Ayesha Curry’s Fall From Grace And A Lesson On The Loyalty Of Black Misogynists
For all the women who couldn’t care less about sporting events, the sixth game of the NBA finals was an emotional one. For several reasons. It was a high stakes game for both teams. The Cleveland Cavaliers were facing elimination and the Golden State Warriors had a chance to win it all. Outside of the arena, Ayesha Curry’s father was being detained. Security at the Quicken Loans arena asked him to remove his credentials and police tried to arrest him because they believed he was a con artist known for fabricating credentials for major sporting events. And, it’s important to note that all of this was after Ayesha, her family and all the rest of the family members who came to support the Warriors were held on a bus, after the game started, denied access to the arena.
Much later, in the fourth quarter, with just 4:22 to play, Steph Curry was called for his sixth foul, meaning he wouldn’t be able to compete with his team during the final minutes of this crucial game. And chile, he was NOT happy about it.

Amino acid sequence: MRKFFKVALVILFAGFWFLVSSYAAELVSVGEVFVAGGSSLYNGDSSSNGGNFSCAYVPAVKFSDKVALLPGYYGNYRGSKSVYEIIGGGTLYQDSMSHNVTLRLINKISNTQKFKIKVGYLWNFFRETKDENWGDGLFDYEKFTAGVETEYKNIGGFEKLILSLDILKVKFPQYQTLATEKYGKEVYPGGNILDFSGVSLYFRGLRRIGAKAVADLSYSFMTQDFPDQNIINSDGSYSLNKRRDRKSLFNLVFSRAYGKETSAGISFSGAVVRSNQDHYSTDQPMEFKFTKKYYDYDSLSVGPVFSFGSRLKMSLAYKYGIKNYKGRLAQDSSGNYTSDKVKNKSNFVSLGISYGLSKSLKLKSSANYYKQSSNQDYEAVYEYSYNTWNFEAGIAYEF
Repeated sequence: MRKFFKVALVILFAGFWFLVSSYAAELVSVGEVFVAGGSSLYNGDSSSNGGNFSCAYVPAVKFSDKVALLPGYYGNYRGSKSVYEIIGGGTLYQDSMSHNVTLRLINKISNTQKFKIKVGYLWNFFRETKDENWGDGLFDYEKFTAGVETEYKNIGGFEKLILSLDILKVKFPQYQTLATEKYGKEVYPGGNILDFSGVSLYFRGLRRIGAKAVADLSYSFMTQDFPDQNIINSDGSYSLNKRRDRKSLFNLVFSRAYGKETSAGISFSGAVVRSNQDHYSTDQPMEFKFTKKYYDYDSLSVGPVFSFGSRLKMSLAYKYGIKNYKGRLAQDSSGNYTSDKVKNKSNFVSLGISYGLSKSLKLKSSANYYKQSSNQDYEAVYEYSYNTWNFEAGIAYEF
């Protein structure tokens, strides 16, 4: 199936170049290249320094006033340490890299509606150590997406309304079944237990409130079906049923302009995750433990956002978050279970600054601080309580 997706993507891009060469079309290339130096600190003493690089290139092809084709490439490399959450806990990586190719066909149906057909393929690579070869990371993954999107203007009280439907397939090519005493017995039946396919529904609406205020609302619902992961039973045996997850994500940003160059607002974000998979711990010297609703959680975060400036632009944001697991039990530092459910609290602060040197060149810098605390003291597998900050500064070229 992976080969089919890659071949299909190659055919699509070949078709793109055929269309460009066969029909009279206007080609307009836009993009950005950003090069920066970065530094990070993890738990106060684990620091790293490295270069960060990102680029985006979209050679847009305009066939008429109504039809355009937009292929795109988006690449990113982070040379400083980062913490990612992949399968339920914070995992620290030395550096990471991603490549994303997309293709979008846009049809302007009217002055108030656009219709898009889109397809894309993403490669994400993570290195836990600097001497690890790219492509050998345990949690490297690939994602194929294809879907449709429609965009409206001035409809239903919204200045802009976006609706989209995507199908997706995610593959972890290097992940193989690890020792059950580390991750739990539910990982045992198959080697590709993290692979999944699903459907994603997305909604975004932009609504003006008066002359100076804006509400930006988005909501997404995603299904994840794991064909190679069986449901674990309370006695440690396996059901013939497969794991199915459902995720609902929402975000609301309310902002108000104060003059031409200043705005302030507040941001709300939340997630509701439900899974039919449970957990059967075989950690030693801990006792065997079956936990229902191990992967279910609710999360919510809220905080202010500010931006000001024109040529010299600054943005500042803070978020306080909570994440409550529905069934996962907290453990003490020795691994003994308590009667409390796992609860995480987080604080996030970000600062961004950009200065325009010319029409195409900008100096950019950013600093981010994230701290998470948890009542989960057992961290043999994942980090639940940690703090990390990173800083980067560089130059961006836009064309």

In Curry’s defense, the refs have been very inconsistent in the fouls they choose to call and the ones they choose to ignore. And with the type of leniency they’ve exhibited, it’s appalling that they would call this. Particularly since I don’t know if it was a foul at all.
And Ayesha Curry certainly wasn’t having it.
And the backlash was swift.
But it wasn’t just the Twitter thugs. ESPN commentator Stephen A. Smith appeared on “First Take” earlier today to tell Ayesha, basically, that she should be more like Savannah James.
“She stepped out of line. She stepped out of pocket. I’m trying to sound as appropriate as I possibly can. You are the wife of Steph Curry, you are a reflection of him. What you do is a reflection on the organization he works for. You have to be mindful of that. You can’t get caught up in your own individual emotions and having this zest to speak out, to the point where it compromises your husband. And the fact that she did that, she was wrong. It came across as very classless…
She’s an adorable young lady, with an incredibly promising future but you just can’t do that…
As beautiful as everybody wants to say Ayesha Curry is and she is, Savannah is something special…She’s wonderful inside and out. She sits there, she doesn’t bring any attention to herself. She never tweets and goes out there and calls out the league and stuff like that. And nobody—nobody—is more scrutinized than her husband… If this were Savannah acting like this, do you know how much heat LeBron James may have taken? I just want people to think about that.”